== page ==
About Lisa Padilla
Lisa Padilla is the CEO of a marketing agency in Silicon Valley, co-founder of Grabbit.net, and editor and host of Lisacast.com, a media and technology show. She has spent most of her career with technology companies or showing other companies how to use technology.
Born in San Francisco and raised in Marin, she has always been surrounded by open-minded people unafraid to be different, try new things, and fail sometimes. Lisa has taken on the largest brands, the most finicky clients, with the high expectations of taking ideas and turning them into businesses.
In doing so, she's learned that power wielded just for the sake of power is wasted energy, and so to find meaning in the projects we take on, the work we do in our lives is the ultimate goal, even if it means wholesale changes to the friends and colleagues you are with today.
The things that are meaningful to her are cultural behavior, the adoption and exposure to technology, to other cultures, and what it means to the world, not just Silicon Valley. She writes for We Blog the World because she wants to share in the story-telling of adaptation of cultures, real stories based on real things. As she says: "Knowledge is shared, truth reigns, and we can all evolve together".
Latest Posts by Lisa Padilla
[Silicon Valley]… It’s not a place and it’s not even an organization. It’s a mindset.
– Jan Sandred
Jan Sandred, from the country known as the Kingdom of Sweden, has been a journalist for 23 years. After studying chemistry and mathematics, he was recruited from his job on the student newspaper to work for an IT publication where he worked for 17 years. In an interview, we spoke about the types of drivers motivating start-ups he’s interested in as it pertains to his work, real versus “wanna be” journalism, privacy online, and some of the differences between the U.S. and Sweden. Jan is reserved and polite, President of the Chamber Choir of Uppsala Cathedral, and at the same time, an opinionated journalist, a social conscience innovator, and a punk rocker.
He now works for VINNOVA (The Swedish National Agency for Innovation Systems), as described on their web site, is:
a State authority that aims to promote growth and prosperity throughout Sweden. Their goal is to create growth by funding and eventually supporting commercializing in any given industry based on “needs-driven” research.
VINNOVA focuses on “innovation systems”, and are presently investing $280 million in companies and research. Frustrated with a telepresence model of attending conferences, Jan says nothing replaces “being there”, so while 40% of the start-ups here are founded by non-U.S. entrepreneurs, ½ of the venture capitalists are here on Sand Hill Road and he says, he really needs to be here.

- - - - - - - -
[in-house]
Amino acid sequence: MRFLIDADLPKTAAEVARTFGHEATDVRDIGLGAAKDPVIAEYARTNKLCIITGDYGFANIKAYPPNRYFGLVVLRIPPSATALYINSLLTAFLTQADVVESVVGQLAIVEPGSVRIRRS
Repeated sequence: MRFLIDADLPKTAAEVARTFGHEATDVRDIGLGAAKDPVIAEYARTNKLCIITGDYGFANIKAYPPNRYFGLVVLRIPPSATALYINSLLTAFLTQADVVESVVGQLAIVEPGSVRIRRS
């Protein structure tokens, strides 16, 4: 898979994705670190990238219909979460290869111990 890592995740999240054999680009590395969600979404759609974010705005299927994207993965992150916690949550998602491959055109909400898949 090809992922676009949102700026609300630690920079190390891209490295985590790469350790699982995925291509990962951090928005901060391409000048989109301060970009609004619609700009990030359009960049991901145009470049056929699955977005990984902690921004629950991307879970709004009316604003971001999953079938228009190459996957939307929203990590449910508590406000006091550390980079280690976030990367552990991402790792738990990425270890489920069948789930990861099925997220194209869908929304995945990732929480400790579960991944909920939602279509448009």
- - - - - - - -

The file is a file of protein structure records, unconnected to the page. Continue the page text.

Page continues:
Once a punk rocker, he was in a band called the “N-Liners” (the N stands for natural sciences) with 3 PhD’s in the band. Physics, Biology, and Zoology which played together from ’78 – ’82. Watch the video for more pix.
Sweden has roughly the population of the state of Georgia, just over 9 million. They are a socialist country, with the highest taxes in the world, and they take a different approach on health care and education. They are the Sandals Resorts of the world. Seldom do the Swedes need to ask themselves, “Where are my taxes going?”
Does this make for the differences in culture between Stockholm and Palo Alto? Compared to the U.S., Sweden stands above us in other ways as well. Sweden has avoided participation in any war for almost two centuries. The U.S. as most are painfully aware, have had and has a strong hand in every major war. On the CIA’s website under “transnational issues”, Sweden is listed as having none. For the U.S., the list starts with arguments between the U.S. and countries all over the world over land and sea ownership. The list goes on; illegal refugees, and illicit drugs. The U.S. is the world’s largest consumer of cocaine, heroin and marijuana, ecstasy, methamphetamine, depressants, stimulants, hallucinogens, and we’re a major laundering center. Maybe the hallucinogens have affected some of our decisions, here.
In 2004 Jan joined with Stanford University’s Innovation Journalism (InJo) program in Palo Alto, California. As part of his relationship with InJo, he was engaged to run the program back home in Sweden which he did from 2005 – 2009. He selected journalism fellows and conducted building activities for the group at VINNOVA. Now the program is run at Linne University in Sweden.